Over half a million passengers stranded at China train station
BEIJING - Wild winter weather across China left hundreds of thousands of people stranded on Monday and crippled energy and transport, stoking fears of rising deaths and economic damage blighting the biggest holiday of the year.
BEIJING – Wild winter weather across China left hundreds of thousands of people stranded on Monday and crippled energy and transport, stoking fears of rising deaths and economic damage blighting the biggest holiday of the year.
By late Sunday, 21 people had died in accidents due to the freezing weather, according to state media, while highways, railways and airports have been paralyzed, especially in the east.
Heavy snow and sleet have hit central, eastern and southern China, regions used to milder winters.
The snow struck as tens of millions of Chinese head home to celebrate the Lunar New Year, starting on February 7 this year, straining trains and planes even in normal times.
At the main rail station in Guangzhou in the relatively warm commercial far south, 170,000 people crammed together waiting for trains that cannot leave because of electric trains stranded downline, Xinhua news agency reported.
By the end of Monday, a backlog of 600,000 waiting for trains from the city was expected. Television showed green-uniformed anti-riot troops ready to keep order around the station.
The China Meteorological Administration said the cold snap showed no signs of lifting and issued a “red alert” warning of snow storms in some central and eastern areas, including around Shanghai, the nation’s commercial hub.
“Cut unnecessary outdoors activities,” urged the notice on the central forecast Web site (www.nmc.gov.cn).
Traffic at dozens of regional airports has been reduced to a snail’s pace or stopped completely. About half the country’s 31 provinces are enduring power brownouts as coal shipment delays add to strains.
Cargo ships docked at Shanghai’s Baoshan Port were delayed by snow that has hampered operations.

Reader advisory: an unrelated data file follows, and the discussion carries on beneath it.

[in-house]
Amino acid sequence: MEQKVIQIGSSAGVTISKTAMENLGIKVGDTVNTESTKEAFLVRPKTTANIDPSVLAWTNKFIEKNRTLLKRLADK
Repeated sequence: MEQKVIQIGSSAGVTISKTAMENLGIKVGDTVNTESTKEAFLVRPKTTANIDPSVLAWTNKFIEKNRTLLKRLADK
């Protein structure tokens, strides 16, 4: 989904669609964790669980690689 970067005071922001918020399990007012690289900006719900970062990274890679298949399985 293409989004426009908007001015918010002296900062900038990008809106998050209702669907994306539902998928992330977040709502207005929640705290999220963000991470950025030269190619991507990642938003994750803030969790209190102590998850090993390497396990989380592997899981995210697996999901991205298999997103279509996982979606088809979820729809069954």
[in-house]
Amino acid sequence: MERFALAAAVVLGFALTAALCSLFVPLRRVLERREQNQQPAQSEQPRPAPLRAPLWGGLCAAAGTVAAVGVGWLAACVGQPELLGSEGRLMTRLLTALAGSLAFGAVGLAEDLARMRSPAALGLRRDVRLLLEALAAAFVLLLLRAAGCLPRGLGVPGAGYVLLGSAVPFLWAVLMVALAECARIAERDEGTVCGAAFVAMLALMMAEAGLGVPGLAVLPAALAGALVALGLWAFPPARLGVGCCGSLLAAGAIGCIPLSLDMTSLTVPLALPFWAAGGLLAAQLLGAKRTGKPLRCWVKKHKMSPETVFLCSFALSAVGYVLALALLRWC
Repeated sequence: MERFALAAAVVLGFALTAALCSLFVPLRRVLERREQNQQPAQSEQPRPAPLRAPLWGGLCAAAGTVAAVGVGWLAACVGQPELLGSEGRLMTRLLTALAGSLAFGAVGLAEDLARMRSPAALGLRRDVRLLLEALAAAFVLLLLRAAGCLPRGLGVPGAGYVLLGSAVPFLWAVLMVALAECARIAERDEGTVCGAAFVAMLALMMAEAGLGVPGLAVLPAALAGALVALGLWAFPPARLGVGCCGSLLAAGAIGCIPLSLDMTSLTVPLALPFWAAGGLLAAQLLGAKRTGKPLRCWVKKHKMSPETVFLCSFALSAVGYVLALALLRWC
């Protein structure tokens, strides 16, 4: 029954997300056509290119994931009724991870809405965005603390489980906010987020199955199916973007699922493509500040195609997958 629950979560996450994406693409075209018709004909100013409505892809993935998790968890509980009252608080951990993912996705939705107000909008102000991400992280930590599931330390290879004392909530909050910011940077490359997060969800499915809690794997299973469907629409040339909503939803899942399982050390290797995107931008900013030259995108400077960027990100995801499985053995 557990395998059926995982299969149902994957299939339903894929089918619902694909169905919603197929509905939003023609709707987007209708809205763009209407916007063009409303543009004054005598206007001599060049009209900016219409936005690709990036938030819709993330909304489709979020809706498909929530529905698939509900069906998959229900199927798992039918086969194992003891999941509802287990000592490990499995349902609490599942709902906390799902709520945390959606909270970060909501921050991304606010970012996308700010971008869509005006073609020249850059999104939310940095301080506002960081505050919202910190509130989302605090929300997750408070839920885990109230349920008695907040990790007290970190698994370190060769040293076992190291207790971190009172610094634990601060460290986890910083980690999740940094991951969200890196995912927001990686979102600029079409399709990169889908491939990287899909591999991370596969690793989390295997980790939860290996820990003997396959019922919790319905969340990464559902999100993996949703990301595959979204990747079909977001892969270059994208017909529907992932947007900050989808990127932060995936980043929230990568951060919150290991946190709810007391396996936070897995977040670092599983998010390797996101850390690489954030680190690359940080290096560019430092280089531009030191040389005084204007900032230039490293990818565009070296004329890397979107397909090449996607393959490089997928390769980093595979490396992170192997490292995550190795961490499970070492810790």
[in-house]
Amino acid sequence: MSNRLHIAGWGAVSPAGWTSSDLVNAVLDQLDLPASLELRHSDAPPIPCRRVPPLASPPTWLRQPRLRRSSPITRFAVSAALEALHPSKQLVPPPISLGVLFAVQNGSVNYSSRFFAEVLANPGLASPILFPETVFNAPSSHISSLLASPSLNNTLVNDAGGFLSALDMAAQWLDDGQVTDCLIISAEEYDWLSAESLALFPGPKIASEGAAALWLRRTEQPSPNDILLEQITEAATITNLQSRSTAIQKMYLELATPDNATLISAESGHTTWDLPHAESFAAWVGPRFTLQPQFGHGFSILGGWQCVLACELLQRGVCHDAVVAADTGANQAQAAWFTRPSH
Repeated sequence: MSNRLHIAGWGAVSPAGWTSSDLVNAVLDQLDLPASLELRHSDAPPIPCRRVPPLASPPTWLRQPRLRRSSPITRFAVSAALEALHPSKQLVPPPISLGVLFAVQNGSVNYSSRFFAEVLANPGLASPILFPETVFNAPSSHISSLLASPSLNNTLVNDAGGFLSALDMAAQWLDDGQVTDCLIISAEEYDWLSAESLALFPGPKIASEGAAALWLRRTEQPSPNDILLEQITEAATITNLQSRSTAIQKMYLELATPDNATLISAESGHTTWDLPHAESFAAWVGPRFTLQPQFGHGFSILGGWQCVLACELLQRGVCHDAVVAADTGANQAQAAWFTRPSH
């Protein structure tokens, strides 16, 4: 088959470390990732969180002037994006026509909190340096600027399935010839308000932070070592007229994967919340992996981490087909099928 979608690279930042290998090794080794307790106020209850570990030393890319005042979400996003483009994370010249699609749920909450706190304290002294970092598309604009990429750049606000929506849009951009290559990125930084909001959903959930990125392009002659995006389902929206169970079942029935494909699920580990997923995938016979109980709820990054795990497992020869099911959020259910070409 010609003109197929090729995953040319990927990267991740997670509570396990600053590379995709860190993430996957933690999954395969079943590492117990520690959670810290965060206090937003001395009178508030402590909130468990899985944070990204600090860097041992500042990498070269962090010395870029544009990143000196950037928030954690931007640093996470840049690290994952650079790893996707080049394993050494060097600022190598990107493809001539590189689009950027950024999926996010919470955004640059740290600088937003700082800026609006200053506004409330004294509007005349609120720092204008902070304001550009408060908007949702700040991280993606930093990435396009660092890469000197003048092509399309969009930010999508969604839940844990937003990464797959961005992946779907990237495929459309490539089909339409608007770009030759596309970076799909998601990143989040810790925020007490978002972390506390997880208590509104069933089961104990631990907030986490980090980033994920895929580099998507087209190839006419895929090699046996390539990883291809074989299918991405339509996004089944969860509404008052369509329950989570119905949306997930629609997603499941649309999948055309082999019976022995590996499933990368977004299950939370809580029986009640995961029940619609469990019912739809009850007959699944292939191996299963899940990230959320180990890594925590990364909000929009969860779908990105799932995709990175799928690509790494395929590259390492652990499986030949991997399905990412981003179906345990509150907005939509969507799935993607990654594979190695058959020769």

PRICE OF WILD WEATHER
Already the country is guessing the economic cost. China’s main stock index sagged as traders worried about the price tag of the wild weather on top of global economic woes.
“This year’s snow is really very extraordinary, and investors are now beginning to worry about the possible impact on the overall economy,” said an analyst at Shanghai Securities.
The Ministry of Civil Affairs, which handles disaster relief, estimated direct economic losses so far at 15.3 billion yuan ($2.1 billion), according to state television.
Premier Wen Jiabao said on Sunday the weather was threatening lives and disrupting supplies of fresh food, coal, oil and electricity ahead of the Lunar New Year holiday. He promised action to ensure public safety and power.
But residents in central and southwest China are already complaining of shortages of fresh foods and rocketing prices for rice, vegetables and eggs.
“A lot of transport has stopped, so vegetables and what have you can’t be brought in,” Xu Jinyun, a resident of Lujiang in snow-bound Anhui province in east China told Reuters.
The sight of swathes of China struggling with brownouts, food price hikes and business shutdowns has also led some to blame government tardiness and inefficiency as well as the cold.
“This crisis coming with the Spring Festival mass movement comes shrouded in bureaucratic details as well in nature’s storms and snow,” said a commentator in the Beijing News.
The Ministry of Railways has sent about 100 diesel locomotives to move the stranded electric trains and ordered 63 trains to bypass a paralyzed section of the key Beijing-Guangzhou line.
The government has not announced deaths due to freezing in homes. But homes south of the Yangtze River generally do not receive central heating and are not built for such icy weather.